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Saturday, June 22, 2024
Solmar seeks permits to demolish some Rand buildings
Solmar and SORE will get another chance to argue over the future of the historic Rand Estate April 24. Evan Loree

SORE and Solmar will be facing off again soon after the town called a special meeting to review applications to alter or demolish buildings on the old Rand Estate. 

On the demolition applications, Solmar general manager Giuseppe Paolicelli outlines plans for structures on 588 Charlotte St. and 200 John St. E. 

The Calvin Rand summer house, carriage house, stable dwelling and several small sheds would all be demolished, the application says.

However, “The wall and pillars on Charlotte Street will be repaired and restored,” the document says and several structures will be repaired.

The tea house and the walls, pillars and gazebo at the Whistle Stop will be restored.

The bath pavilion will be moved nearer to the teahouse and the old landscaping surrounding the teahouse will be restored as near in likeness as possible to the original Dunington-Grubb gardens.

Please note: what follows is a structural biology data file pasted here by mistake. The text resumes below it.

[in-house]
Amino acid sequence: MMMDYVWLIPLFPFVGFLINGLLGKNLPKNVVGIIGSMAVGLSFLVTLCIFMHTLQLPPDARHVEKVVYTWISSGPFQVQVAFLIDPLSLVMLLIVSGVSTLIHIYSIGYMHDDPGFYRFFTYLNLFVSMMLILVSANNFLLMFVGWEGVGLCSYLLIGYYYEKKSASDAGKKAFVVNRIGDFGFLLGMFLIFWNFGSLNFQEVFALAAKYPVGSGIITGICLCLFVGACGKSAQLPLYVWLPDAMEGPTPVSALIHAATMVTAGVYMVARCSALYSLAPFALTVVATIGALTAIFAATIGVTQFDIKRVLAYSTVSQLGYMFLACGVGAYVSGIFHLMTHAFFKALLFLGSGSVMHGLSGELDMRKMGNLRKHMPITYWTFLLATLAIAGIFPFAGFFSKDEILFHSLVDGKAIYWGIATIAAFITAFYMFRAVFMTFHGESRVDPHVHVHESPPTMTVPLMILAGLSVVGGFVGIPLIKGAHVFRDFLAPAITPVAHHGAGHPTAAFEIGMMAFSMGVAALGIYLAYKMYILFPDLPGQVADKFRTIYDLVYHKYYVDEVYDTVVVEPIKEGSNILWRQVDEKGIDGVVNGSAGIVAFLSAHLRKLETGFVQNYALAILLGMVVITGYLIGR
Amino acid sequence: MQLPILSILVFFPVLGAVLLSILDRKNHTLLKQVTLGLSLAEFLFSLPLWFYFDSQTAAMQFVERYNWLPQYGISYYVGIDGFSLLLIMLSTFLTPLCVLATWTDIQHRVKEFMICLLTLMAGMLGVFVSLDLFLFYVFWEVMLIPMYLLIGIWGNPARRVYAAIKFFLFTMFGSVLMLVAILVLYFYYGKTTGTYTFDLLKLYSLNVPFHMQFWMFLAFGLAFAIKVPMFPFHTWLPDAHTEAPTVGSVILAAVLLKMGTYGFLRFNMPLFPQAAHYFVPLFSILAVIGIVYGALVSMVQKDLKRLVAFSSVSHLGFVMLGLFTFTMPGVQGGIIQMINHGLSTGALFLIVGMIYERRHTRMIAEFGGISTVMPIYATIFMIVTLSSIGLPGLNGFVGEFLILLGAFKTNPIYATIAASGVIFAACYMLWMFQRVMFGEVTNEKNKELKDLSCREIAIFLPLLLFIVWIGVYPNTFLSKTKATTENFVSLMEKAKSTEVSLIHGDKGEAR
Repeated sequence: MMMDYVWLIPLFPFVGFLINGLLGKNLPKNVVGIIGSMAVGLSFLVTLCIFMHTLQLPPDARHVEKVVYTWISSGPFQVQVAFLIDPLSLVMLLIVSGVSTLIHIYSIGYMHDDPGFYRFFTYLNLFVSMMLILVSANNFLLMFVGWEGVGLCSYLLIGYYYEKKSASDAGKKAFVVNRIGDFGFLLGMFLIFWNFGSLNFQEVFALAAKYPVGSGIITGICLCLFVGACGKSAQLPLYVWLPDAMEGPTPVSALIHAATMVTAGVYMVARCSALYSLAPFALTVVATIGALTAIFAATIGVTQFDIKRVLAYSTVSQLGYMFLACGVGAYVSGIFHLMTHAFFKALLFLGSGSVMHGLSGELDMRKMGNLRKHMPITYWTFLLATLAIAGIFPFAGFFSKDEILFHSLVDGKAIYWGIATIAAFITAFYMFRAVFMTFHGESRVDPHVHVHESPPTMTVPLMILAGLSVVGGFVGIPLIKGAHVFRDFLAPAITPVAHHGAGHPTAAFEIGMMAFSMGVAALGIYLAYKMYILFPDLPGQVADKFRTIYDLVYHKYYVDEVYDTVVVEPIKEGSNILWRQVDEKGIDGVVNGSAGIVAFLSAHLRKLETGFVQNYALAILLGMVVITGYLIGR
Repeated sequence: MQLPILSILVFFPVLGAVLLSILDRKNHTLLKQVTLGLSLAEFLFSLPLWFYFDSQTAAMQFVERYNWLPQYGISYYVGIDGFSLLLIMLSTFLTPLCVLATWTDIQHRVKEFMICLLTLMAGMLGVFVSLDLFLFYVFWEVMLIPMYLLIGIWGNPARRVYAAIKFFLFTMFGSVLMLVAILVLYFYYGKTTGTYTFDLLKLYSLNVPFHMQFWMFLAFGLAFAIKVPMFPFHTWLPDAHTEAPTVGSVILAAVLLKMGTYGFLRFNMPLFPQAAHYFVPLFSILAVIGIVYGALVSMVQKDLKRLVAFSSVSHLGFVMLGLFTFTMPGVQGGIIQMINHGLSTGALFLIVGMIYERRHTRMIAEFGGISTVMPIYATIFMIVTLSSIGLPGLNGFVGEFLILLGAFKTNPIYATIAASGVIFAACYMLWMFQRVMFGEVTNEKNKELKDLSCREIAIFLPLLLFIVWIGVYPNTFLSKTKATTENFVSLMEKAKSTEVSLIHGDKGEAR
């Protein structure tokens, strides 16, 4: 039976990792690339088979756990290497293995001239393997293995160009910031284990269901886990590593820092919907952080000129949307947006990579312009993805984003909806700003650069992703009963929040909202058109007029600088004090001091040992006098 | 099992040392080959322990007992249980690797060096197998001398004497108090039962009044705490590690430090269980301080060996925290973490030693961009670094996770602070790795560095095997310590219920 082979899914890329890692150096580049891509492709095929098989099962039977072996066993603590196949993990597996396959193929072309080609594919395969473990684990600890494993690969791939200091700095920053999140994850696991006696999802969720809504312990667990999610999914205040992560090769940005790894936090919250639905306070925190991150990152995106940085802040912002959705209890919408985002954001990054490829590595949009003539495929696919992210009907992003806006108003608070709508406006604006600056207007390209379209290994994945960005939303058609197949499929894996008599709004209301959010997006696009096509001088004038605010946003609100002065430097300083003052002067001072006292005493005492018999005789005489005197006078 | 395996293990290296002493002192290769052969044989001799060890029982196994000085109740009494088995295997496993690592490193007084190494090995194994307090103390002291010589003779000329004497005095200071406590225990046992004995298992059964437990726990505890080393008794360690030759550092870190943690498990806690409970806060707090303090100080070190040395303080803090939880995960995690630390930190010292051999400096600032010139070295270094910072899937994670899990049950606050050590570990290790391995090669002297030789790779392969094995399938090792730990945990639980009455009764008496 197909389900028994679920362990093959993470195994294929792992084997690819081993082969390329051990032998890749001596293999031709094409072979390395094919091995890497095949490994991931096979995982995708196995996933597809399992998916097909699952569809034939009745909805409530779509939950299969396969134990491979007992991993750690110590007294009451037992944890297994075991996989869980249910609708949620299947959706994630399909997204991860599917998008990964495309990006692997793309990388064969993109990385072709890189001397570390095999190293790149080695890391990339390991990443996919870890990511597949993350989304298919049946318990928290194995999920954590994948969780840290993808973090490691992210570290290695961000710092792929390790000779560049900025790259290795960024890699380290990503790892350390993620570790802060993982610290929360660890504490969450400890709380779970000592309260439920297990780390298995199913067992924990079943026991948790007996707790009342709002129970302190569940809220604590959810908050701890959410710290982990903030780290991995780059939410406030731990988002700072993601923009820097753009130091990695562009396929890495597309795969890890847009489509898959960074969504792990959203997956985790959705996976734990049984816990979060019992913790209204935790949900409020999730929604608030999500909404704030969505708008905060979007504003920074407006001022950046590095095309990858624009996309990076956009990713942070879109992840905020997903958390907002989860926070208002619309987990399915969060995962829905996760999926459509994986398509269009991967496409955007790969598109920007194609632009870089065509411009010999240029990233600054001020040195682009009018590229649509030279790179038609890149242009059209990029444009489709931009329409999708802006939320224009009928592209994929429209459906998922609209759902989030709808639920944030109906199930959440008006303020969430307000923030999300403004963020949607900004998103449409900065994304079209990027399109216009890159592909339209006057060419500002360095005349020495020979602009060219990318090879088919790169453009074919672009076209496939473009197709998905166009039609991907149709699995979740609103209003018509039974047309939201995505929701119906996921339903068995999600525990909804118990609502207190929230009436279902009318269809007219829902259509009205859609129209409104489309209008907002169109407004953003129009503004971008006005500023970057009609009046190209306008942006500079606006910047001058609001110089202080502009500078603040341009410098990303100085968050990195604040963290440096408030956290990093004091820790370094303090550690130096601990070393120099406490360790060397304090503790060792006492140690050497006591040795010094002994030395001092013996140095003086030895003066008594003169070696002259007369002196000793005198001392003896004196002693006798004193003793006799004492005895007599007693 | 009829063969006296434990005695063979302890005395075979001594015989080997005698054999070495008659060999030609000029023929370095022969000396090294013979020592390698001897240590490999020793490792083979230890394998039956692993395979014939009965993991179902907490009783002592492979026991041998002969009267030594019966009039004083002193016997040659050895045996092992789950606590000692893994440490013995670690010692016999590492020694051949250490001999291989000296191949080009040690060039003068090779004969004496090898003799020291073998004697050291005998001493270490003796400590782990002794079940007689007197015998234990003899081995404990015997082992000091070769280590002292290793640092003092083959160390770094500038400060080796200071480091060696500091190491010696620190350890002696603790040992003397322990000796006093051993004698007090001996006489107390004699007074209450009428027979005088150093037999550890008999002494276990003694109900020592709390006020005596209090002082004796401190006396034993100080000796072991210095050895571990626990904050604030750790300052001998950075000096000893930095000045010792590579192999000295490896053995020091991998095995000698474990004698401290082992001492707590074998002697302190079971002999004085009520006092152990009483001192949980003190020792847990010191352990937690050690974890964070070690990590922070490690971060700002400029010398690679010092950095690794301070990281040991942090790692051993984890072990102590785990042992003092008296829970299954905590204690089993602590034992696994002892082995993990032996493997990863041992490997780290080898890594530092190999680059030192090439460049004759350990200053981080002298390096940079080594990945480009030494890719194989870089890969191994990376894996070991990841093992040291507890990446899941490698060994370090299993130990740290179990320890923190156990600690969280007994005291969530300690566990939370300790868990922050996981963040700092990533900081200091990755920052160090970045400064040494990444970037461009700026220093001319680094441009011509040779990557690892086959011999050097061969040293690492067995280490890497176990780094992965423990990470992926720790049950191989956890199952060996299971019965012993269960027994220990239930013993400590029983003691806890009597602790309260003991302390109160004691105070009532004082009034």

The applicant also proposes to build a modern pergola in place of the original one, which no longer stands. 

The municipal heritage committee received the completed applications from town staff last Wednesday night.

According to a staff report the applications were filed Feb. 17.

The applications can be viewed on the town’s Join the Conversation Page about the Rand Estate.

The staff report said the applications will be brought to council April 24 after the heritage committee reviews them. 

Both SORE (Save Our Rand Estate) and Solmar will have 30 minutes to speak at the council meeting.

Kate Lyons, a lawyer representing SORE, told The Lake Report that Brendan Stewart, an expert on heritage landscapes, has been retained and he has advised that the structures slated for removal are quite significant.

“Calvin Rand was one of the founders of the Shaw Festival. So there is a what’s called a historic association as well as architectural heritage importance to the building,” Lyons said. 

The permits to alter and demolish are meant to allow the development of a subdivision that was brought to council last June.

Lyons said the worst possible outcome of the meeting for SORE would be if the town approved the applications without conditions. 

She acknowledged, however, that it was “heartbreaking” when this council withdrew its appeal of a decision to stay the town’s charges against Solmar and Two Sisters over cutting down trees on the property in 2018. 

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